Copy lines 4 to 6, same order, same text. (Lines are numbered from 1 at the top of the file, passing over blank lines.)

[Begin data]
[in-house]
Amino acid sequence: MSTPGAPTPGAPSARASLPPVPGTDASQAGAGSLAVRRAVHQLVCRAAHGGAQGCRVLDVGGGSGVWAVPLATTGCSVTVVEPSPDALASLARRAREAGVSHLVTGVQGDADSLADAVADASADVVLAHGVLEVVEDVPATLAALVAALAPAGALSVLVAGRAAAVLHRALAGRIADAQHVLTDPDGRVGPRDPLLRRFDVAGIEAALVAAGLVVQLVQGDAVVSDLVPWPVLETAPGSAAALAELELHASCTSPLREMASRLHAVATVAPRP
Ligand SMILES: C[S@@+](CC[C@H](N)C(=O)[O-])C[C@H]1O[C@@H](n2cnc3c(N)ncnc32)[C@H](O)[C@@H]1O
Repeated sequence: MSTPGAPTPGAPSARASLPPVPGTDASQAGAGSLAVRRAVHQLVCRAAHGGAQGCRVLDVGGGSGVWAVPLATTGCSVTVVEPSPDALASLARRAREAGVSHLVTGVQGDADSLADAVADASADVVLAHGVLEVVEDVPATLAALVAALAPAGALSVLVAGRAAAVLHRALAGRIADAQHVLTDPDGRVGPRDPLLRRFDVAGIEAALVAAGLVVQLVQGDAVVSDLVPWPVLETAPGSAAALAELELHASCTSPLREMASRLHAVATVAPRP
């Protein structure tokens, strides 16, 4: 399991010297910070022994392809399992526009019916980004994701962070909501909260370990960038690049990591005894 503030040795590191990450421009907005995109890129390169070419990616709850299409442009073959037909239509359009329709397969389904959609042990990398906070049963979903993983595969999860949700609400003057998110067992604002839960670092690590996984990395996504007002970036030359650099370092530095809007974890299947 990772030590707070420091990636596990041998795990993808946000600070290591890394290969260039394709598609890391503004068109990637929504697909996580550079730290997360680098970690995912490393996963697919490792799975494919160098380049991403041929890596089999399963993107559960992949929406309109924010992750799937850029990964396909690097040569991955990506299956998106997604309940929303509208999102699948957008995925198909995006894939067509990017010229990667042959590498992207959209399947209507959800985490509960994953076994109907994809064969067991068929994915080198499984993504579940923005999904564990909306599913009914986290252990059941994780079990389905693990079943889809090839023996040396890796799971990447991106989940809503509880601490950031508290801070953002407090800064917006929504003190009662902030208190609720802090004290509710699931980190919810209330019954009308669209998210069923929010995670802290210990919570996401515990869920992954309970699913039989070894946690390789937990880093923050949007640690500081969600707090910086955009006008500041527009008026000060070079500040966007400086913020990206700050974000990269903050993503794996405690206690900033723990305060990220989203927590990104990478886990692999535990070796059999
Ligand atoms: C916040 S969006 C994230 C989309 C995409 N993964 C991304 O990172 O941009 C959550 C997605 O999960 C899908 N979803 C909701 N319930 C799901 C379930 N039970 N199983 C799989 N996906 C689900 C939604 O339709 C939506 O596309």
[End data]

Repeated sequence: MSTPGAPTPGAPSARASLPPVPGTDASQAGAGSLAVRRAVHQLVCRAAHGGAQGCRVLDVGGGSGVWAVPLATTGCSVTVVEPSPDALASLARRAREAGVSHLVTGVQGDADSLADAVADASADVVLAHGVLEVVEDVPATLAALVAALAPAGALSVLVAGRAAAVLHRALAGRIADAQHVLTDPDGRVGPRDPLLRRFDVAGIEAALVAAGLVVQLVQGDAVVSDLVPWPVLETAPGSAAALAELELHASCTSPLREMASRLHAVATVAPRP
């Protein structure tokens, strides 16, 4: 399991010297910070022994392809399992526009019916980004994701962070909501909260370990960038690049990591005894 503030040795590191990450421009907005995109890129390169070419990616709850299409442009073959037909239509359009329709397969389904959609042990990398906070049963979903993983595969999860949700609400003057998110067992604002839960670092690590996984990395996504007002970036030359650099370092530095809007974890299947 990772030590707070420091990636596990041998795990993808946000600070290591890394290969260039394709598609890391503004068109990637929504697909996580550079730290997360680098970690995912490393996963697919490792799975494919160098380049991403041929890596089999399963993107559960992949929406309109924010992750799937850029990964396909690097040569991955990506299956998106997604309940929303509208999102699948957008995925198909995006894939067509990017010229990667042959590498992207959209399947209507959800985490509960994953076994109907994809064969067991068929994915080198499984993504579940923005999904564990909306599913009914986290252990059941994780079990389905693990079943889809090839023996040396890796799971990447991106989940809503509880601490950031508290801070953002407090800064917006929504003190009662902030208190609720802090004290509710699931980190919810209330019954009308669209998210069923929010995670802290210990919570996401515990869920992954309970699913039989070894946690390789937990880093923050949007640690500081969600707090910086955009006008500041527009008026000060070079500040966007400086913020990206700050974000990269903050993503794996405690206690900033723990305060990220989203927590990104990478886990692999535990070796059999
Ligand atoms: C916040 S969006 C994230 C989309 C995409 N993964 C991304 O990172 O941009 C959550 C997605 O999960 C899908 N979803 C909701 N319930 C799901 C379930 N039970 N199983 C799989 N996906 C689900 C939604 O339709 C939506 O596309």